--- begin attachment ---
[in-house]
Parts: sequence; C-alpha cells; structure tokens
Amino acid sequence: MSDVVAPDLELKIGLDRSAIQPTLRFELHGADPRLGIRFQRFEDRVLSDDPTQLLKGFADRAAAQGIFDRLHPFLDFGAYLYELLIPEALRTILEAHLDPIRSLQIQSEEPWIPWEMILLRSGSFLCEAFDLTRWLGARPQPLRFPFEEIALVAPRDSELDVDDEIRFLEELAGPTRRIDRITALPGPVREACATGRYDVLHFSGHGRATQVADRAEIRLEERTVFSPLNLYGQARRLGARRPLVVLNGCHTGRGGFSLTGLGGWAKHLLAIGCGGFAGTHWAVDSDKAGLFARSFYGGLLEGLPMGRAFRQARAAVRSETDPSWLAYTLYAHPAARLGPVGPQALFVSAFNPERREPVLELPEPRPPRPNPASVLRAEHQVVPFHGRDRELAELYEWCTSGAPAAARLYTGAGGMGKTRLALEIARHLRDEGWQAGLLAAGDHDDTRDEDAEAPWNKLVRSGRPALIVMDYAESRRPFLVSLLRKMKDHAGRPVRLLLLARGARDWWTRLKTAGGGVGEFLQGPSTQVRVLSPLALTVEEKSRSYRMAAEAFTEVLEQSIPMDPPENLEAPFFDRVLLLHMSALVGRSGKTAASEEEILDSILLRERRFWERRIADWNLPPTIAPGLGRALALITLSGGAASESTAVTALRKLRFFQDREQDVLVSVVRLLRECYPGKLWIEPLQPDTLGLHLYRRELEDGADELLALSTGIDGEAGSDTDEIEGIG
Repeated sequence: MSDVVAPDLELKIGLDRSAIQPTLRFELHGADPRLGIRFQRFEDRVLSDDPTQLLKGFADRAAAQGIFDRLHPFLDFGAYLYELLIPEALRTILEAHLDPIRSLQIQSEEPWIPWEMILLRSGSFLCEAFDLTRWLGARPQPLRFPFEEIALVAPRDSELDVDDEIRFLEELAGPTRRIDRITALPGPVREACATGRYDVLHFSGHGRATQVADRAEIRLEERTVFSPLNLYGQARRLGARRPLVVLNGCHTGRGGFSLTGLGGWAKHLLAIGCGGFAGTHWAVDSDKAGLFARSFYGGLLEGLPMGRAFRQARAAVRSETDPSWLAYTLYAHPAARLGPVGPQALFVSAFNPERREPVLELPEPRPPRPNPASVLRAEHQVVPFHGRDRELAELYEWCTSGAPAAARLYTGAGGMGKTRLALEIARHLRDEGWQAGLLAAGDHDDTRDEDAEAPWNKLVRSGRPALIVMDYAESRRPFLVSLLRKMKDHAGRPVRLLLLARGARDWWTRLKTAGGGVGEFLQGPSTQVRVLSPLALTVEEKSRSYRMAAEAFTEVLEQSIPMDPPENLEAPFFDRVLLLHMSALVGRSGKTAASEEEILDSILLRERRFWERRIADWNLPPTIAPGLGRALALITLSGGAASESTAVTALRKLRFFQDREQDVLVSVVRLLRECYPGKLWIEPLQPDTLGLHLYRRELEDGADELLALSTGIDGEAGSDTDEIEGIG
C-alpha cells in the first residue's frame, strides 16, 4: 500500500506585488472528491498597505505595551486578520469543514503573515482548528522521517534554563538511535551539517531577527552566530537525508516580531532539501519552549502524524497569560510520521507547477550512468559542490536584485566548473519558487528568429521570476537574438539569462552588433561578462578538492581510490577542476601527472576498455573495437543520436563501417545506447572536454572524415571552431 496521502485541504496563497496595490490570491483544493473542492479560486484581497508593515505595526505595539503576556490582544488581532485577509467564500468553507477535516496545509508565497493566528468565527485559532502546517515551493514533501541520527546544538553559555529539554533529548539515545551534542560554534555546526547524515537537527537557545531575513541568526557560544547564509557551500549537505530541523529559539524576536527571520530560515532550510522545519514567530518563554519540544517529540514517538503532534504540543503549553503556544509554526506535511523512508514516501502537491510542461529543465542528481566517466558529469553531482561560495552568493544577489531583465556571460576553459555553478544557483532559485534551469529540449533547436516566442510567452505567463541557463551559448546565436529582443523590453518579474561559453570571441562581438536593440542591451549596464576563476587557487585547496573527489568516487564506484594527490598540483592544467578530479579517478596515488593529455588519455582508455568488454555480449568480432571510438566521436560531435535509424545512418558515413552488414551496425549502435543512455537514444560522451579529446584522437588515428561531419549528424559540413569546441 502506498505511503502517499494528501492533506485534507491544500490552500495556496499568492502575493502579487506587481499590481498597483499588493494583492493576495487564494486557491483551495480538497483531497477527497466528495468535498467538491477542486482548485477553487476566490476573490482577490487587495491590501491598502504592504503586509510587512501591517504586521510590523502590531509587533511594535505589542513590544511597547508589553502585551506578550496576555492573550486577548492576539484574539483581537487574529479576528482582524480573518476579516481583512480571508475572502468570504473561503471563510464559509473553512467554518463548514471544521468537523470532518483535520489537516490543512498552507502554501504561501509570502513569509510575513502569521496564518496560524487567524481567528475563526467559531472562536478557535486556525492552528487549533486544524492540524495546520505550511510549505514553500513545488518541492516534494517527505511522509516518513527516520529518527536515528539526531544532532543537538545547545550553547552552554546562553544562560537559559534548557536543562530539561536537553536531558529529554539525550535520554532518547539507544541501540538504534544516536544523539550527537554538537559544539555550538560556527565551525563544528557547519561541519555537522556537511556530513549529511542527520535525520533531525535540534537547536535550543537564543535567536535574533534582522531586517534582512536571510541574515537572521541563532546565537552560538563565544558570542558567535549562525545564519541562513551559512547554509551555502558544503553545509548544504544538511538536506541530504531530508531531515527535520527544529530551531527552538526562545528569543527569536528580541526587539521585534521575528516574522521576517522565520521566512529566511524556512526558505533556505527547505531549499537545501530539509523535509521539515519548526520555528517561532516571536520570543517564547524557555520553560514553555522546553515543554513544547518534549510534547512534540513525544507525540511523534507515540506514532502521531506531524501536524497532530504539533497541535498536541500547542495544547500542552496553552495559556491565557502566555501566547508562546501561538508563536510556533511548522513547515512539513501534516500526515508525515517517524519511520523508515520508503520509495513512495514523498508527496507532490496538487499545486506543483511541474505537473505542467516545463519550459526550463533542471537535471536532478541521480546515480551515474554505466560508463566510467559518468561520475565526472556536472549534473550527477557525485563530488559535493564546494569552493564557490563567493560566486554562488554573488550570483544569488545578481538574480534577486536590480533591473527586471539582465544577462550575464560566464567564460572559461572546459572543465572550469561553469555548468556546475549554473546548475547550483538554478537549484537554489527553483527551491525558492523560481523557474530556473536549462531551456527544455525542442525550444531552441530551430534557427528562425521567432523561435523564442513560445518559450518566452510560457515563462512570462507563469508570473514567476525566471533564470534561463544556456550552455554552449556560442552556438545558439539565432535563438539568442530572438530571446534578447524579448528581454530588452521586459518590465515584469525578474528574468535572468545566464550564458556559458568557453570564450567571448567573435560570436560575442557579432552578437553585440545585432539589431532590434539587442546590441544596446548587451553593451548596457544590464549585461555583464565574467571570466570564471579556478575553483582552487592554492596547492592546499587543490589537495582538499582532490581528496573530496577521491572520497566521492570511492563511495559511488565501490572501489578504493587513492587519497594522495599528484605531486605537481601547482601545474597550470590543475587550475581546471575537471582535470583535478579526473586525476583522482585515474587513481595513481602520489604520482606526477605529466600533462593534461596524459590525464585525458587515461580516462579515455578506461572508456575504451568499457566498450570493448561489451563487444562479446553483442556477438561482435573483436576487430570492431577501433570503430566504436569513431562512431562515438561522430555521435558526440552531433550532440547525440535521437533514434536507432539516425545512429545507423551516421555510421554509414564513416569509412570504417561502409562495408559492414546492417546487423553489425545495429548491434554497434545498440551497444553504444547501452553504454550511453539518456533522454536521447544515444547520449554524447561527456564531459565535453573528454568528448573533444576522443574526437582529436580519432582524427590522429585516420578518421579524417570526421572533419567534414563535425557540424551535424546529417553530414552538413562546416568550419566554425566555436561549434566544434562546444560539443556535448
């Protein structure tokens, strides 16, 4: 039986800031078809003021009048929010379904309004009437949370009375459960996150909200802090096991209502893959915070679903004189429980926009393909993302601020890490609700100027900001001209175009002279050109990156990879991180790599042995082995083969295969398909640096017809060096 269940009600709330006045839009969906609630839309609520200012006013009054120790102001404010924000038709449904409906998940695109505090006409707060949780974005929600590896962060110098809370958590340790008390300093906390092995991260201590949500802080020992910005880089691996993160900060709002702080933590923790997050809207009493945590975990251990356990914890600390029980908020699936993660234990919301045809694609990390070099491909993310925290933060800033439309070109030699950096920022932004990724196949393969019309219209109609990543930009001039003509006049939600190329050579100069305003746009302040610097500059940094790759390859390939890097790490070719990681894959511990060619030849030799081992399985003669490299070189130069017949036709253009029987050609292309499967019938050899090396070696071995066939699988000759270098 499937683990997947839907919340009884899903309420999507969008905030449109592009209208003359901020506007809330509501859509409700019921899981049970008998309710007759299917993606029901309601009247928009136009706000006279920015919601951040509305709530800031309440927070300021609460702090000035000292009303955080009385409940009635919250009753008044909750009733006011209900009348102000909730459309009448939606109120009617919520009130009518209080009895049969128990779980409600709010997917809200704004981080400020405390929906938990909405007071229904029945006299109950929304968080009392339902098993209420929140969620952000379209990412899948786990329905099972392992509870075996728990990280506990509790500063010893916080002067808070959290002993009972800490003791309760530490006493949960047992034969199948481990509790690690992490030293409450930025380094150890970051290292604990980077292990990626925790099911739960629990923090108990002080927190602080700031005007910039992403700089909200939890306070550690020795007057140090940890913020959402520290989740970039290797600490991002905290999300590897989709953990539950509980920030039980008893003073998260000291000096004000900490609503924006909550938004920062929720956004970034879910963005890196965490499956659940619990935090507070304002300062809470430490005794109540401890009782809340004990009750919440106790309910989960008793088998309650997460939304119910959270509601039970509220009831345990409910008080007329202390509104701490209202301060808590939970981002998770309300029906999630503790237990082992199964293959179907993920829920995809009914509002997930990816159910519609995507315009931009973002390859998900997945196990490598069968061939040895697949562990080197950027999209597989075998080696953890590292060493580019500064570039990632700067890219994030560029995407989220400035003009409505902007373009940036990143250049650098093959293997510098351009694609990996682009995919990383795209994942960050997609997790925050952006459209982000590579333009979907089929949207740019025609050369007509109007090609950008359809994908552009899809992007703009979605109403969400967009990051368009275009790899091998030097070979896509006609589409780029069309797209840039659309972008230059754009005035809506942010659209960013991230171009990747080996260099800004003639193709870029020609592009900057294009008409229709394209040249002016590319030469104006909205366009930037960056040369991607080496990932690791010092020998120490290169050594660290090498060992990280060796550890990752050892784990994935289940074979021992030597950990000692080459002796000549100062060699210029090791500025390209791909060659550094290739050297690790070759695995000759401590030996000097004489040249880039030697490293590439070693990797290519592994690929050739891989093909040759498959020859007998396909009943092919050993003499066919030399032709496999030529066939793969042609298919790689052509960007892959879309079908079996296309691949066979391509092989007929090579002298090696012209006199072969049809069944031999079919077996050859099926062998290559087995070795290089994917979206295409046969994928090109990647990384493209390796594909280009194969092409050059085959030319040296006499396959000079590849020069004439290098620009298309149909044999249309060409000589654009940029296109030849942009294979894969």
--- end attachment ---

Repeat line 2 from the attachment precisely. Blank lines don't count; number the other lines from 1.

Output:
Parts: sequence; C-alpha cells; structure tokens